As sparkling white snow settles on Stettler and area streets, homes and parks, the real estate market slows down as it does every year.
Despite the winter slow down, and despite the tepid economy, it’s been a pretty good year for Fran Snowden at Century 21 Candor Realty.
“It has slowed down,” she confirmed, but added that, “I can’t say if it’s the winter or the economy. I had a really good year until a few weeks ago when it snowed, though.”
Every year during the winter house sales slump, and this year is following the trend. What isn’t following the provincial trend though is that homes in Stettler continue to sell relatively well.
“Lower price homes sell well,” Snowden said. “The higher priced ones are at a bit of a standstill.”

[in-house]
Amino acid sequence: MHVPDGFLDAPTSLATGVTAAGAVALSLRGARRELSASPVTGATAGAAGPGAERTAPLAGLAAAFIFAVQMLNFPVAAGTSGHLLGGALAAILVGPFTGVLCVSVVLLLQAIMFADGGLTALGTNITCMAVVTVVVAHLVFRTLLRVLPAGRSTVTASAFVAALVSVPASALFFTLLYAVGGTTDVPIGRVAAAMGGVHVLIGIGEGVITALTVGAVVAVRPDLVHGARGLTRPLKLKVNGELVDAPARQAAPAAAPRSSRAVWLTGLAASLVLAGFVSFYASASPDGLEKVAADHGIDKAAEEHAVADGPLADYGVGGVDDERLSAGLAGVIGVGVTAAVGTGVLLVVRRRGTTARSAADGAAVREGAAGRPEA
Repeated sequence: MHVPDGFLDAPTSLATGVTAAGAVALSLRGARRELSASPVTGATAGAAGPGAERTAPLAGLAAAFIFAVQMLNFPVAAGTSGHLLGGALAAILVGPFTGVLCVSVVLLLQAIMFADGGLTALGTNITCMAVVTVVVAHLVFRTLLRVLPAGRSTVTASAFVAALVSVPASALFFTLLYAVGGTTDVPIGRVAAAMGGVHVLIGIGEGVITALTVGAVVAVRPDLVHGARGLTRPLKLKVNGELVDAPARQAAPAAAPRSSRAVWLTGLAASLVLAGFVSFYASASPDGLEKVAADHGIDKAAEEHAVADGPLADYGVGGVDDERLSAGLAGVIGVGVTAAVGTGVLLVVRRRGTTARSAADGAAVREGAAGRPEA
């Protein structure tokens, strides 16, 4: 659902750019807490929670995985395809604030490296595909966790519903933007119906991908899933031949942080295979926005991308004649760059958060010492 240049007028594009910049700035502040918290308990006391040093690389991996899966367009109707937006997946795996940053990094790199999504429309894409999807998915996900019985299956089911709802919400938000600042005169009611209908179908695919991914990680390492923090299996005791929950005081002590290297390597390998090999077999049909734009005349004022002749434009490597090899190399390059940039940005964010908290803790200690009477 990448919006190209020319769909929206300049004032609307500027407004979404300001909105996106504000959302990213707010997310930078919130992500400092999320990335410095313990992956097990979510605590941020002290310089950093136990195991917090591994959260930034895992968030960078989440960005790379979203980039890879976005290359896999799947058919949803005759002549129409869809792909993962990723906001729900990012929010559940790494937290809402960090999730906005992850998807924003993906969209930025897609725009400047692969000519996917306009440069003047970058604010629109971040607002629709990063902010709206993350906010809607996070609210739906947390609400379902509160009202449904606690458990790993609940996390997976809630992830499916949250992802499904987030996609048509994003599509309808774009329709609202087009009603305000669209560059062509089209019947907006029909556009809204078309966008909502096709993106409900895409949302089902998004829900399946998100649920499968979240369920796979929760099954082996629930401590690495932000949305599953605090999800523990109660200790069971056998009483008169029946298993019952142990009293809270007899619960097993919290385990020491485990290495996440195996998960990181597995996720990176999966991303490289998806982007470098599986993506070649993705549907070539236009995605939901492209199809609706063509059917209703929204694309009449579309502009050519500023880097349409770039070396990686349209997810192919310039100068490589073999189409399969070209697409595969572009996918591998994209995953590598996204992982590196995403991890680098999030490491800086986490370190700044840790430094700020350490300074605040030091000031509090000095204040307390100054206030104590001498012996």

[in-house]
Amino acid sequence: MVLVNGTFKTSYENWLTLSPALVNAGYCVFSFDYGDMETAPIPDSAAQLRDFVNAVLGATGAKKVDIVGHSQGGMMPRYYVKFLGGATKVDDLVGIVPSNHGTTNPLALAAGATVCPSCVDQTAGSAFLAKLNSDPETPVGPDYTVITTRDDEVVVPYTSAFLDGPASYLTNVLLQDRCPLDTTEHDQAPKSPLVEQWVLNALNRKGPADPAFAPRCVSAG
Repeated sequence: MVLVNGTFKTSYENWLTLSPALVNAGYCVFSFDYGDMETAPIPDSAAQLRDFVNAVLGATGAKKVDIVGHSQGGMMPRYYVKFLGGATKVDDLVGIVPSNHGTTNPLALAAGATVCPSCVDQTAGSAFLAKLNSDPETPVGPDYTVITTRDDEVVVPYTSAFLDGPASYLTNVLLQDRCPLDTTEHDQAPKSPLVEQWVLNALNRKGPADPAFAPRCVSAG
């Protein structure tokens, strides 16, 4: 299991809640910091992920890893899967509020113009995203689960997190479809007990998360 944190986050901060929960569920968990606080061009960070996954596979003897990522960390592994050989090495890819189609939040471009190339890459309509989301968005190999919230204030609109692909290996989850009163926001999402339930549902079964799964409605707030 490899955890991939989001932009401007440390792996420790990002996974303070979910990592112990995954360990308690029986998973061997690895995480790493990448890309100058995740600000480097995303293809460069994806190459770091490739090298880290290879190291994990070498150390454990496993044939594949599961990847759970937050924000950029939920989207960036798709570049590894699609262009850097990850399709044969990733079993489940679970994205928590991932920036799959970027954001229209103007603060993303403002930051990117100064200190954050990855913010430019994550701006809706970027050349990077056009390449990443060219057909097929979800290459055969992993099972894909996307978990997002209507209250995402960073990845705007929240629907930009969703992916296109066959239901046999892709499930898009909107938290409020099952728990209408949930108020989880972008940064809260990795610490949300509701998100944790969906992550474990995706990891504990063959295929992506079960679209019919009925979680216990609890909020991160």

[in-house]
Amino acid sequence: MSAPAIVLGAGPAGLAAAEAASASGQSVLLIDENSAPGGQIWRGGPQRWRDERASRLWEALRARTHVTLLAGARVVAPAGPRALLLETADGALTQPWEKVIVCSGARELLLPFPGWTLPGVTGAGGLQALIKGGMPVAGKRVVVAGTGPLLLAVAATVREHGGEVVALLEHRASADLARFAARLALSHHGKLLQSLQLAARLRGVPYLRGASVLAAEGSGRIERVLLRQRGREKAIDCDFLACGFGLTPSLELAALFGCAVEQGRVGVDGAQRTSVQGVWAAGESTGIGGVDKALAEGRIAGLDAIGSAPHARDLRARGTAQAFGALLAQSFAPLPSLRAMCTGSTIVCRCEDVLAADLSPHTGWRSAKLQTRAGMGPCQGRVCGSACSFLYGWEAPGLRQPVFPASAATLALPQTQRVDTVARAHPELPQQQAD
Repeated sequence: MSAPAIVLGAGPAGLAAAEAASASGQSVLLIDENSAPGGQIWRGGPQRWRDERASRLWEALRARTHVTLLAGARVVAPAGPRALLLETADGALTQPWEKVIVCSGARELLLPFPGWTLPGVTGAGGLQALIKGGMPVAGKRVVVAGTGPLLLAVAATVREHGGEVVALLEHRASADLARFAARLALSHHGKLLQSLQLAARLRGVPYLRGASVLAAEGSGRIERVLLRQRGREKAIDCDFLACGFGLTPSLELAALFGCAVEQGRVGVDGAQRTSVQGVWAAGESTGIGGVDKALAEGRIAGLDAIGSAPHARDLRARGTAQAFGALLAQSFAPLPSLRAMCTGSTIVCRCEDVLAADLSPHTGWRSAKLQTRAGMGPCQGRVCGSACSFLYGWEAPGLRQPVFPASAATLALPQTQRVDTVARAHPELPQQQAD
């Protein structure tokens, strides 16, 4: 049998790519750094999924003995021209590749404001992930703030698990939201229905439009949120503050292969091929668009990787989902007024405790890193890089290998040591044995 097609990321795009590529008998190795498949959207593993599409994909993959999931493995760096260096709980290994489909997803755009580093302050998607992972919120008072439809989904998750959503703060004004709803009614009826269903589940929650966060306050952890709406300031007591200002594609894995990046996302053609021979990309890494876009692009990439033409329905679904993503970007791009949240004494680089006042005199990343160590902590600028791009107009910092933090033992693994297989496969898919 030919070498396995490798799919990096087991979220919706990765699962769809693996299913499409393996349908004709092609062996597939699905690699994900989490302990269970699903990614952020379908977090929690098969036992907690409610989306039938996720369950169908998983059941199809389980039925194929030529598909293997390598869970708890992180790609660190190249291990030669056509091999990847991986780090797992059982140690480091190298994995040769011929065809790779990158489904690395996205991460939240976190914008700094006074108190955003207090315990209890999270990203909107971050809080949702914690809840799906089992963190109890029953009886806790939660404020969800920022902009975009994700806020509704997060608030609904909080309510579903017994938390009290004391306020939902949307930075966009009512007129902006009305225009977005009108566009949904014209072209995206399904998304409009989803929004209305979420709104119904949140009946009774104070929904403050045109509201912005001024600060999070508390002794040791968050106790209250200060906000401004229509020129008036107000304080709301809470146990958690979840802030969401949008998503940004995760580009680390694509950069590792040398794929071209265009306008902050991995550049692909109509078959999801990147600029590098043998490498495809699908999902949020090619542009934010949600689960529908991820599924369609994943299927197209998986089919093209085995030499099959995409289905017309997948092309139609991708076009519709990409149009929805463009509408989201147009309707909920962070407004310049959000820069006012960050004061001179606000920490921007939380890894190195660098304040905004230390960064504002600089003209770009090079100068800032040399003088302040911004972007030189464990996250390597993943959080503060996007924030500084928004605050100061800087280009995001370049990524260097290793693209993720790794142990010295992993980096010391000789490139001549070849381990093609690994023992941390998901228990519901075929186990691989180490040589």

The picture Snowden paints with her observations is very similar to those of realtor James Dadensky, who has worked for more than 20 years in the industry.
“Of course, the recession isn’t helping,” Dadensky said. “But it’s not as bad as people think.”
Business is relatively steady, though like Snowden, Dadensky is now in the midst of the winter slump. During the summer, though, houses on the market didn’t stay there long, he said.
“As long as people price their homes at market value, they will sell,” he said. “It’s when they price high, they don’t. The glory days of house selling is over.”
Dadensky said that there is still a market for the upper-end, executive homes, because not everyone living in Alberta works in the oil industry. He did concede, however, that the prices those homes command is not as high as it would have been a few years ago.
However, the vision of oilfield employees having to sell their homes in droves because of the weak oil markets isn’t quite the case, he warned.
“There are people selling because they’ve lost their jobs, or their severance ran out,” Dadensky said. “It’d be silly to deny that. But it’s not happening as much as you’d think.”